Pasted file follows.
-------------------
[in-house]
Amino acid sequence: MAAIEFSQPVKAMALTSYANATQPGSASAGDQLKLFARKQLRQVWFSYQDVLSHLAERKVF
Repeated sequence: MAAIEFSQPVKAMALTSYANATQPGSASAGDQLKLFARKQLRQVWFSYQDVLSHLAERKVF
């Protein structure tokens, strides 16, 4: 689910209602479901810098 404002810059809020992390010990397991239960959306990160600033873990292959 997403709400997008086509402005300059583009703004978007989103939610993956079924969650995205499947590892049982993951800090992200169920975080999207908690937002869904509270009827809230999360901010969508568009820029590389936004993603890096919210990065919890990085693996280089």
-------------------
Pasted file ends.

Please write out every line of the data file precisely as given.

[in-house]
Amino acid sequence: MAAIEFSQPVKAMALTSYANATQPGSASAGDQLKLFARKQLRQVWFSYQDVLSHLAERKVF
Repeated sequence: MAAIEFSQPVKAMALTSYANATQPGSASAGDQLKLFARKQLRQVWFSYQDVLSHLAERKVF
């Protein structure tokens, strides 16, 4: 689910209602479901810098 404002810059809020992390010990397991239960959306990160600033873990292959 997403709400997008086509402005300059583009703004978007989103939610993956079924969650995205499947590892049982993951800090992200169920975080999207908690937002869904509270009827809230999360901010969508568009820029590389936004993603890096919210990065919890990085693996280089």